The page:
Treating pain alone is not enough, Dr Rajagopal explains. As a young anaesthesiologist, he helped a professor with a cheek tumour byinjecting alcohol to kill the nerve. It worked—but the professor hanged himself two nights later.
“I learnt from his cousin that the fact that I had treated him for his pain alonewas what told him his condition was incurable,” Dr Rajagopal said, still feeling guilty about it.
“None of us had ever asked him what he knew about his disease, or how he felt. If only we had, maybe his children could have had their father for a couple of years more.”
Dr Rajagopal has a mordant wit. He describes first-level Indian medical education as “a licence to kill,” and when an interviewer mentioned having had four hernia operations, he mused sympathetically, “It’s addictive, isn’t it?”
But as he describes his struggle over morphine, only frustration registers.
“Since the 1980s, the government has paid lip service to palliative care,” he said. “But things change slowly here.”
The 80-year-old Government Opium and Alkaloid Works in Neemuch smells better than it looks. The turfy-chocolaty nosegay of raw opium wafts from hundreds of milk cans. The sides of the bubbling steam dryer are caked with it.
“If you breathe enough, as you are not used to it, you’ll become sleepy,” said V.K. Harit, the plant’s chief scientific officer, while leading a tour.
The stone floors of the packaging room are slippery with brown ooze as workers chop up huge blocks resembling mocha fudge, wrap them in newspaper and stuff them into boxes—in this case bound for the Mallinckrodt Inc. in St Louis, which makes morphine.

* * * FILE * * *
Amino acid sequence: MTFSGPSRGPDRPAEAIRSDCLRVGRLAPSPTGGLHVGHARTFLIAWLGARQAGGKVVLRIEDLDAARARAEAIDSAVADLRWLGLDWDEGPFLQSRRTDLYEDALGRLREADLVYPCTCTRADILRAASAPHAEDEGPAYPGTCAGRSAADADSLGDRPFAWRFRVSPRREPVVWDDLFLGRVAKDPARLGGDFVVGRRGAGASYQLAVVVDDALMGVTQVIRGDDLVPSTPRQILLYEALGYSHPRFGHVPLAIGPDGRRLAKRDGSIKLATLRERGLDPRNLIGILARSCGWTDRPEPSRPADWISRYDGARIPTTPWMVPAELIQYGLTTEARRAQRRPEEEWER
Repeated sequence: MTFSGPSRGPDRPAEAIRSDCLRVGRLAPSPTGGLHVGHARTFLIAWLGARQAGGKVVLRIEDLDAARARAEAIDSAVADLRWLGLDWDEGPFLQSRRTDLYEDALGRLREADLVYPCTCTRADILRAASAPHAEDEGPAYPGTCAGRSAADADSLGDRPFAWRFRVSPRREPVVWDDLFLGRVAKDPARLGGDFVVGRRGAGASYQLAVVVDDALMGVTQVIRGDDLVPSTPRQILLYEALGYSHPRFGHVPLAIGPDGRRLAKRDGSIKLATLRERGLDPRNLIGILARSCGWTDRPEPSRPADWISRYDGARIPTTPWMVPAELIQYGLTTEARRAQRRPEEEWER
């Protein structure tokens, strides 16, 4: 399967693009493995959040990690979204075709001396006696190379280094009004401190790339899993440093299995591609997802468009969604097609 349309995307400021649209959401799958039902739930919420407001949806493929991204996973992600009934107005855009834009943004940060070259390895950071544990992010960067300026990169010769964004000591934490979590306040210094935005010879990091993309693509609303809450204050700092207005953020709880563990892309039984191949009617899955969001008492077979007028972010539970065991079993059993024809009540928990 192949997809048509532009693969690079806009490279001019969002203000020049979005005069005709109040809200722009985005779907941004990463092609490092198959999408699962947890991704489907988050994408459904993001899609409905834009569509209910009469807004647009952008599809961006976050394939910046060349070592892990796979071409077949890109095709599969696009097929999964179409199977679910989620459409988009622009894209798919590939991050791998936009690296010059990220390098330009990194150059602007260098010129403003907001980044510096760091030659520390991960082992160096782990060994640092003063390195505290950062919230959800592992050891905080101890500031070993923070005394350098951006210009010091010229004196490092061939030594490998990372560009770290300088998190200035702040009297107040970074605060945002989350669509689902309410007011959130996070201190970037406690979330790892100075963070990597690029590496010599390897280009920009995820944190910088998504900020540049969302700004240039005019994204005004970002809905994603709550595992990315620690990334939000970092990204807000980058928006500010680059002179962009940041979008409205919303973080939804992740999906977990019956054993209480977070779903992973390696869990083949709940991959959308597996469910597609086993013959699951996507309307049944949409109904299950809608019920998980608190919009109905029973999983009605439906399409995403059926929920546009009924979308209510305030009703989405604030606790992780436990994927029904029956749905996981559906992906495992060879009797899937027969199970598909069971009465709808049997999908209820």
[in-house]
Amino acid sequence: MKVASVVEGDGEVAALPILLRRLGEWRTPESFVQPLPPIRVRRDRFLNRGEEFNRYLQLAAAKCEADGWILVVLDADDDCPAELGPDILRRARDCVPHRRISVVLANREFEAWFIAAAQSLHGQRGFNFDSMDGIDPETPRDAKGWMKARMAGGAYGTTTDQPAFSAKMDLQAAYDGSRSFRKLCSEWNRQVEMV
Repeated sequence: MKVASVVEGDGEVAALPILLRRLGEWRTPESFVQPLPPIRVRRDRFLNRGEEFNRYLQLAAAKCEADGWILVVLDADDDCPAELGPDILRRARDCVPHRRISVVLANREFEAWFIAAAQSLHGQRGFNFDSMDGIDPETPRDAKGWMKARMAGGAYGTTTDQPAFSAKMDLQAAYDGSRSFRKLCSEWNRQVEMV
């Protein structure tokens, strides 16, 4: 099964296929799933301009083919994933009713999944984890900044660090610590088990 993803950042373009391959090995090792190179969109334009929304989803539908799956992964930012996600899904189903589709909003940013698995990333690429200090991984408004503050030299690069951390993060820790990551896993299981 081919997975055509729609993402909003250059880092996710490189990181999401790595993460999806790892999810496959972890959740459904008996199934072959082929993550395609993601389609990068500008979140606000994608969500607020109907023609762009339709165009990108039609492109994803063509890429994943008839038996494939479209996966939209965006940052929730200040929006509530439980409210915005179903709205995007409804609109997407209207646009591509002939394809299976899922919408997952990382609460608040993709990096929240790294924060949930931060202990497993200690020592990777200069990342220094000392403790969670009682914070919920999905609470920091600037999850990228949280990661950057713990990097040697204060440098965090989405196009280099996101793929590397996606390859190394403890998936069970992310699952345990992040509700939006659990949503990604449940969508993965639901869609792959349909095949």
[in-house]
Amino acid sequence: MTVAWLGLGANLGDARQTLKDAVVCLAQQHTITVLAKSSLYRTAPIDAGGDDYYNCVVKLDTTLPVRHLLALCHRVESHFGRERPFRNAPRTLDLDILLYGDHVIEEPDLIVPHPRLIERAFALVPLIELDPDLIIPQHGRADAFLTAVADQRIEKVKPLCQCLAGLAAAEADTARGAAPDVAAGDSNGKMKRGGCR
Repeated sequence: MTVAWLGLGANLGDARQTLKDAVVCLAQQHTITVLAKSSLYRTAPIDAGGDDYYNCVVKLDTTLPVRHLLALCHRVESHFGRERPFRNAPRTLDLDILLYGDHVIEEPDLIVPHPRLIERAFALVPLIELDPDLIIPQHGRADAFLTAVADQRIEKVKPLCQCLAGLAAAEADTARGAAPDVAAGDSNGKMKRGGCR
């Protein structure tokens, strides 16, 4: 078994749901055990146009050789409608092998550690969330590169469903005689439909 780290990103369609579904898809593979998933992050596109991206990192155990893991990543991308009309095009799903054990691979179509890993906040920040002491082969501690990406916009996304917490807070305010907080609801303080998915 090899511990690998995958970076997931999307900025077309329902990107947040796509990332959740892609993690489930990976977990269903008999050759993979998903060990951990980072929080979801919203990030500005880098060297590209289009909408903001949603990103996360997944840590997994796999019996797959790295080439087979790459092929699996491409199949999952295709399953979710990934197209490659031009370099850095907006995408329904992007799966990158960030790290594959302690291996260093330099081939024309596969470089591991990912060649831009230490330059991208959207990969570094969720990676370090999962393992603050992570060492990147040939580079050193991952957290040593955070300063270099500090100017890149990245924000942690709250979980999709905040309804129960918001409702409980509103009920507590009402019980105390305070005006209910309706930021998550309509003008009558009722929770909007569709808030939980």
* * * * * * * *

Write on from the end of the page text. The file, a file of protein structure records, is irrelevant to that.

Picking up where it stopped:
Although many countries grow the poppies, Indian officials seem deeply ambivalent about theirs.
Farmers in Australia and France for example, harvest dried pods by machine. It’s faster, but “straw extract” has fewer alkaloids than opium bled by handout of lanced bulbs.
Permission to visit the Neemuch plant—its elder brother in Ghazipur was described in 1889 by a young Rudyard Kipling—took many letters, and then, after the tour began, photographs were banned, as was seeing the room where morphine is refined.
Jagjit Pavadia, the national narcotics commissioner, whose office is decorated with a spray of dried poppies, defended the business, saying she would make more morphine if only doctors would request it. “We’re growing poppy—why would we not want to use it?” she asked.
In Neemuch, a mid-level plant official groused privately that he thought India had been “stuck with the world’s dirty work”—growing opium mostly for foreign producers.